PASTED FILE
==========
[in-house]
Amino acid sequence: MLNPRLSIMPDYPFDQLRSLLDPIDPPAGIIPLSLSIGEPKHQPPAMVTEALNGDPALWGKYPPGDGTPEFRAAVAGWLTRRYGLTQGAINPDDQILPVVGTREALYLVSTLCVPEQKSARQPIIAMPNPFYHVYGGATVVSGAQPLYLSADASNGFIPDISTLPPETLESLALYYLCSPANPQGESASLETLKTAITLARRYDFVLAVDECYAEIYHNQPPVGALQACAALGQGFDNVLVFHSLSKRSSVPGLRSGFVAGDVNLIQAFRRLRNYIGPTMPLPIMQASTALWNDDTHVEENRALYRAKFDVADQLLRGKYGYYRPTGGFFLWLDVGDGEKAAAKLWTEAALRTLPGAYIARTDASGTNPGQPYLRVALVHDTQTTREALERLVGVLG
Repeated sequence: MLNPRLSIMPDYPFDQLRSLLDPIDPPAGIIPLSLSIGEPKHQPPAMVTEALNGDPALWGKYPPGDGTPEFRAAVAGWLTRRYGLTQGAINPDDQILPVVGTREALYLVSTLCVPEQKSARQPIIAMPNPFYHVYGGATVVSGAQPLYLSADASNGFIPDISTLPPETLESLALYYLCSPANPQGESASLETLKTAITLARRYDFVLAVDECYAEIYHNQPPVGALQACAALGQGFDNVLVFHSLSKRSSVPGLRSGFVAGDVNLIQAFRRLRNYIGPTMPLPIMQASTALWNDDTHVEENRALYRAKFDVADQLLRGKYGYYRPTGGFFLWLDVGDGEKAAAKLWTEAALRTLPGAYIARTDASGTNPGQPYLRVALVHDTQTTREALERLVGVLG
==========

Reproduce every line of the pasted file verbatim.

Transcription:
[in-house]
Amino acid sequence: MLNPRLSIMPDYPFDQLRSLLDPIDPPAGIIPLSLSIGEPKHQPPAMVTEALNGDPALWGKYPPGDGTPEFRAAVAGWLTRRYGLTQGAINPDDQILPVVGTREALYLVSTLCVPEQKSARQPIIAMPNPFYHVYGGATVVSGAQPLYLSADASNGFIPDISTLPPETLESLALYYLCSPANPQGESASLETLKTAITLARRYDFVLAVDECYAEIYHNQPPVGALQACAALGQGFDNVLVFHSLSKRSSVPGLRSGFVAGDVNLIQAFRRLRNYIGPTMPLPIMQASTALWNDDTHVEENRALYRAKFDVADQLLRGKYGYYRPTGGFFLWLDVGDGEKAAAKLWTEAALRTLPGAYIARTDASGTNPGQPYLRVALVHDTQTTREALERLVGVLG
Repeated sequence: MLNPRLSIMPDYPFDQLRSLLDPIDPPAGIIPLSLSIGEPKHQPPAMVTEALNGDPALWGKYPPGDGTPEFRAAVAGWLTRRYGLTQGAINPDDQILPVVGTREALYLVSTLCVPEQKSARQPIIAMPNPFYHVYGGATVVSGAQPLYLSADASNGFIPDISTLPPETLESLALYYLCSPANPQGESASLETLKTAITLARRYDFVLAVDECYAEIYHNQPPVGALQACAALGQGFDNVLVFHSLSKRSSVPGLRSGFVAGDVNLIQAFRRLRNYIGPTMPLPIMQASTALWNDDTHVEENRALYRAKFDVADQLLRGKYGYYRPTGGFFLWLDVGDGEKAAAKLWTEAALRTLPGAYIARTDASGTNPGQPYLRVALVHDTQTTREALERLVGVLG